There are concerns that HMRC’s new measure to combat abuse of their VAT Flat Rate Scheme (FRS) could damage small to medium sized businesses who are fully compliant.
The VAT Flat Rate Scheme (FRS) was brought in as a way of simplifying tax for SMEs and meant that instead of having to keep detailed records, their tax rate was determined by the type and size of their business.
However, it has been criticised amidst allegations of abuse by employment agencies and similar businesses, who have set up a myriad of two-employee companies to take advantage of the favourable tax rate. On the back of this, HMRC are proposing changes to the system which could see legitimate SMEs suffer as a consequence.
Currently, around 411,000 businesses use FRS and it is estimated that around 4,000 of these will move back into standard VAT once the new changes have been implemented.
The new changes would see businesses needing to prove every quarter that they are a limited cost trader, but will also have to pay a higher rate of 16.5% of their gross sales, rather than a previous, potentially lower percentage.
One criticism of the changes, other than the increased tax rate, is that the process of proving limited cost trader is incredibly complicated which totally negates the point of bringing in the FRS in the first place.
Peter Dylewski, chairman of the indirect taxes sub-committee at the Chartered Institute of Taxation (CIOT), said:
“We are concerned that HMRC has significantly underestimated the collateral impact of these changes, both in terms of the number of businesses affected and the financial impact.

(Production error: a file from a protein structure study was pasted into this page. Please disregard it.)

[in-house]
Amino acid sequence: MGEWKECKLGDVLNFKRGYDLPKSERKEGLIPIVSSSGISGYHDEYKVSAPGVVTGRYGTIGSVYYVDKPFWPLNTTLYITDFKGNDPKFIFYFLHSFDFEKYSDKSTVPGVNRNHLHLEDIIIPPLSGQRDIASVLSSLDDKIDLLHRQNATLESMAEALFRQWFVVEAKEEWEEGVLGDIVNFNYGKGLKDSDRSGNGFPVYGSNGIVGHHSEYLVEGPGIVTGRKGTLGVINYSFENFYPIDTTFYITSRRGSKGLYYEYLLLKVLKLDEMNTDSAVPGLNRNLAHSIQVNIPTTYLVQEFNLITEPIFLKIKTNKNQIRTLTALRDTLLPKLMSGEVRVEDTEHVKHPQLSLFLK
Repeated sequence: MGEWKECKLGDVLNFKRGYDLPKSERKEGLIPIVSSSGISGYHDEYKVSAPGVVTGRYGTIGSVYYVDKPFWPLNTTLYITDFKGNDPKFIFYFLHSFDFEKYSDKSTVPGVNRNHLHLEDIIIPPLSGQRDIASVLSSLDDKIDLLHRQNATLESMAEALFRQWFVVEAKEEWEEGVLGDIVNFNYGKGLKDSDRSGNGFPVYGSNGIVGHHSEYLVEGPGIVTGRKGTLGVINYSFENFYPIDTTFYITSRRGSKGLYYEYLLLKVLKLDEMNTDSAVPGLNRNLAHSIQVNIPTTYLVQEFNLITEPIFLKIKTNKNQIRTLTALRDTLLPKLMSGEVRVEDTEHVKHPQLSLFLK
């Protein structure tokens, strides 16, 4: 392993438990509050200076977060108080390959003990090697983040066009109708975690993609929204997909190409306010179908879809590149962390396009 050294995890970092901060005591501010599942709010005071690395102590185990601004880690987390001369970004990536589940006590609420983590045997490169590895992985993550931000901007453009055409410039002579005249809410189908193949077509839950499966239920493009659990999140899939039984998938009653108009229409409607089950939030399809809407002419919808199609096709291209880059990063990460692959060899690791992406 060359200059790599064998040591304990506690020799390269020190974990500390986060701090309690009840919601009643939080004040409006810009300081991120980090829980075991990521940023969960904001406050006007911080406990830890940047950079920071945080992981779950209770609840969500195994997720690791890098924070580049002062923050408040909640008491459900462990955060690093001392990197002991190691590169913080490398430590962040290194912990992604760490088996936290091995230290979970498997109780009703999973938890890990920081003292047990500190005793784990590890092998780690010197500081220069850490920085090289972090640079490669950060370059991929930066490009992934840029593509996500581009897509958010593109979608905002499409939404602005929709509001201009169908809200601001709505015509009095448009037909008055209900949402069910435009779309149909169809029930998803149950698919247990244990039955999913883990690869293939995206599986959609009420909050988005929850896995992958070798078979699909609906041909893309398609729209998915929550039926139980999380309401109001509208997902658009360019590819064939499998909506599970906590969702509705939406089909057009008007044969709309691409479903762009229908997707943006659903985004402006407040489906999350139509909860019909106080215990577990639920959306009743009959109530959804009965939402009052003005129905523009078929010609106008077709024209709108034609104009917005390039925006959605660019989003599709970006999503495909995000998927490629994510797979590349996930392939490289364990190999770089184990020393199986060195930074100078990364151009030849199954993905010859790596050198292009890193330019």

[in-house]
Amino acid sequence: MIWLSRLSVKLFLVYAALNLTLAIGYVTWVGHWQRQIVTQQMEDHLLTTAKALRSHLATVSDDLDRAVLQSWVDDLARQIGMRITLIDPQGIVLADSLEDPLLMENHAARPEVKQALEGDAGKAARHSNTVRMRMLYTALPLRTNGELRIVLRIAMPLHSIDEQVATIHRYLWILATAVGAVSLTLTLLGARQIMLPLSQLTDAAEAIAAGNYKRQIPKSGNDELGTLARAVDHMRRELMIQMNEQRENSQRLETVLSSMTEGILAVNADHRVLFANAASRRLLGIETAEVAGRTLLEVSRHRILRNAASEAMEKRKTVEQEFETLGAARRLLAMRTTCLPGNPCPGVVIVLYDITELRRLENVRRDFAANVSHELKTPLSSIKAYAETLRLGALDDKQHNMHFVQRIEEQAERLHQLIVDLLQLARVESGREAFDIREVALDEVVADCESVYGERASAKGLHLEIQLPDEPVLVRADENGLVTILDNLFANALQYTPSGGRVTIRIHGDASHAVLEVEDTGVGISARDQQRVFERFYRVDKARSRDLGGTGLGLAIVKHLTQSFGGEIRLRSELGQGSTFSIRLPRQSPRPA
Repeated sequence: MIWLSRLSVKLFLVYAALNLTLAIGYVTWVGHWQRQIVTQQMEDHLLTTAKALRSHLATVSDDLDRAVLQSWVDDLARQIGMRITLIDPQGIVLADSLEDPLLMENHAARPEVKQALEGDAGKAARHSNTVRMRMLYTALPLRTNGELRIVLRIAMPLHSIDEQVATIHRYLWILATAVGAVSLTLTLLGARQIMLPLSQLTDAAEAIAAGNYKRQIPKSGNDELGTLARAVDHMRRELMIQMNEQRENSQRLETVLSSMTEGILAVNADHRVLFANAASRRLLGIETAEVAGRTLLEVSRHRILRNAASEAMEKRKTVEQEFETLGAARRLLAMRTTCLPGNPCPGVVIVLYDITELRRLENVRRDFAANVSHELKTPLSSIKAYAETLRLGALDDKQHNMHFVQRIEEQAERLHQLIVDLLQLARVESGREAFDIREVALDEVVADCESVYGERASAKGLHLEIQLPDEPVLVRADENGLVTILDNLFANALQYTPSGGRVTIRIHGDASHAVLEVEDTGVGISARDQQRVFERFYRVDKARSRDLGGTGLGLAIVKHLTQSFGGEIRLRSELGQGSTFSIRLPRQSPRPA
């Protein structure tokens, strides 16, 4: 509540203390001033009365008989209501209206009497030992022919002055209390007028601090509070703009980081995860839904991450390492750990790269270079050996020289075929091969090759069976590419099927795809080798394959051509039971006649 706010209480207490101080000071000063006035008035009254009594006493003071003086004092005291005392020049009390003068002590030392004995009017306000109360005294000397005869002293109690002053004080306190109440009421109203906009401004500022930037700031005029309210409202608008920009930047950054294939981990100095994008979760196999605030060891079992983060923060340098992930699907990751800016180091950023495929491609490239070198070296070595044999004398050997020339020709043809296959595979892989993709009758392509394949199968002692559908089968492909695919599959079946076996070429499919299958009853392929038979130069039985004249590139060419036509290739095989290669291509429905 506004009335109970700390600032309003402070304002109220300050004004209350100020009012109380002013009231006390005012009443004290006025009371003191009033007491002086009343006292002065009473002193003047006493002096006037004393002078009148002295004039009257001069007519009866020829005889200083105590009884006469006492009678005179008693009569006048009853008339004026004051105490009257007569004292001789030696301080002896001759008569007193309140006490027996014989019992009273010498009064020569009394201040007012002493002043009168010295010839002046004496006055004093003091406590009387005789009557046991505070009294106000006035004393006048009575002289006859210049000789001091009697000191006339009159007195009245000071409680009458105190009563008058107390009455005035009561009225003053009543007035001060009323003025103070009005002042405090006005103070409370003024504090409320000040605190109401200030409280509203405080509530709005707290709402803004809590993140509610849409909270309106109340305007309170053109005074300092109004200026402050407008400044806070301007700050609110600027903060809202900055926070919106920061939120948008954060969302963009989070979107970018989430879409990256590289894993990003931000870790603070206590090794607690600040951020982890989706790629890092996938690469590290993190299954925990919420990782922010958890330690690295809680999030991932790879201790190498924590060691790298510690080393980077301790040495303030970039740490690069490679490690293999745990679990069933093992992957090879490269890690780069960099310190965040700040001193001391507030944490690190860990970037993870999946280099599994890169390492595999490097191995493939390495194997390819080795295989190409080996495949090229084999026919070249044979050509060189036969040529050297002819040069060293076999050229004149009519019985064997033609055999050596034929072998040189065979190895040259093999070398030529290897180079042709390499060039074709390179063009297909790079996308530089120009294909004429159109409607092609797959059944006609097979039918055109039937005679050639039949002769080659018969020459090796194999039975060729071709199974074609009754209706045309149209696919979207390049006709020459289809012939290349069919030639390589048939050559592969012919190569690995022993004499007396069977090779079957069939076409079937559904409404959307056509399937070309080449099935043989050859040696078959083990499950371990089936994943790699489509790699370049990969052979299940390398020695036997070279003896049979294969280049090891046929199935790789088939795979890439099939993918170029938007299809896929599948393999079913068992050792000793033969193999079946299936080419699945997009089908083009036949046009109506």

“The proposed changes add a significant level of complexity on small business owners who will need considerable guidance from HMRC. Many will have to pay for additional accounting advice. One of the main challenges will be for businesses to understand whether they have acquired goods or services, which is often unclear for expenses such as computer software, electricity and gas and professional subscriptions.”
Tax is one of the biggest expenditures for SMEs and any increase on rates could seriously damage companies of this size. It doesn’t seem fair that those who are fully compliant with the VAT Flat Rate Scheme (FRS) should be punished because of those that abuse the system.
There’s no doubt that some agencies have abused the system for years, and HMRC should take steps to rectify this behaviour, but not at the cost of those SMEs that play by the rules. A raise in tax rates can cause serious cash flow problems for SMEs which, in the best case scenario would see a reduction in profits and an increase in debt, but in the worst case scenario, could even force businesses to shut up shop.
If you’re affected by the changes and experience cash flow difficulties, contact us at Clarke Bell. We provide comprehensive, practical business insolvency advice.
Get in touch for your free, initial advice 0161 907 4044 / firstname.lastname@example.org